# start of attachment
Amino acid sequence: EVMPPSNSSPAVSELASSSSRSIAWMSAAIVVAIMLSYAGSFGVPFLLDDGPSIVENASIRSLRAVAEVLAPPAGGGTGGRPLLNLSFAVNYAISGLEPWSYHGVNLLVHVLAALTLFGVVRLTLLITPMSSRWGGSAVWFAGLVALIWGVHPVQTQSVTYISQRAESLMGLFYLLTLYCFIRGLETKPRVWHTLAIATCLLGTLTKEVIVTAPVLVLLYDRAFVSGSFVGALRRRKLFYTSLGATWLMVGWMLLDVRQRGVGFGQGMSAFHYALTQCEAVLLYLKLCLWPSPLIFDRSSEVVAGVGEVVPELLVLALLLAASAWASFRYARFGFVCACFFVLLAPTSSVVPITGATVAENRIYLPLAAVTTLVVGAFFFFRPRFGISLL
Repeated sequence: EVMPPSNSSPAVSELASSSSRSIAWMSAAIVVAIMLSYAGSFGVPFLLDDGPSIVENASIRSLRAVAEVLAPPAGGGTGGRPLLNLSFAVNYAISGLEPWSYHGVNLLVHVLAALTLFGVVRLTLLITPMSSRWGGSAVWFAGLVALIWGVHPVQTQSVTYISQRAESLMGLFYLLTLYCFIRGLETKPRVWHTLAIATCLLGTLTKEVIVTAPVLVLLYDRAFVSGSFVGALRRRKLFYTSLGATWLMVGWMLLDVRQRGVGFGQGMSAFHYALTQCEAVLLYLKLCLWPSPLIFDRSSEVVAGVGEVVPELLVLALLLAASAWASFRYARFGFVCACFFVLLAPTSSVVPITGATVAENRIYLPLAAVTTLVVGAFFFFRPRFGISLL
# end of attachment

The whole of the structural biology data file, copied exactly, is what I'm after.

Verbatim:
Amino acid sequence: EVMPPSNSSPAVSELASSSSRSIAWMSAAIVVAIMLSYAGSFGVPFLLDDGPSIVENASIRSLRAVAEVLAPPAGGGTGGRPLLNLSFAVNYAISGLEPWSYHGVNLLVHVLAALTLFGVVRLTLLITPMSSRWGGSAVWFAGLVALIWGVHPVQTQSVTYISQRAESLMGLFYLLTLYCFIRGLETKPRVWHTLAIATCLLGTLTKEVIVTAPVLVLLYDRAFVSGSFVGALRRRKLFYTSLGATWLMVGWMLLDVRQRGVGFGQGMSAFHYALTQCEAVLLYLKLCLWPSPLIFDRSSEVVAGVGEVVPELLVLALLLAASAWASFRYARFGFVCACFFVLLAPTSSVVPITGATVAENRIYLPLAAVTTLVVGAFFFFRPRFGISLL
Repeated sequence: EVMPPSNSSPAVSELASSSSRSIAWMSAAIVVAIMLSYAGSFGVPFLLDDGPSIVENASIRSLRAVAEVLAPPAGGGTGGRPLLNLSFAVNYAISGLEPWSYHGVNLLVHVLAALTLFGVVRLTLLITPMSSRWGGSAVWFAGLVALIWGVHPVQTQSVTYISQRAESLMGLFYLLTLYCFIRGLETKPRVWHTLAIATCLLGTLTKEVIVTAPVLVLLYDRAFVSGSFVGALRRRKLFYTSLGATWLMVGWMLLDVRQRGVGFGQGMSAFHYALTQCEAVLLYLKLCLWPSPLIFDRSSEVVAGVGEVVPELLVLALLLAASAWASFRYARFGFVCACFFVLLAPTSSVVPITGATVAENRIYLPLAAVTTLVVGAFFFFRPRFGISLL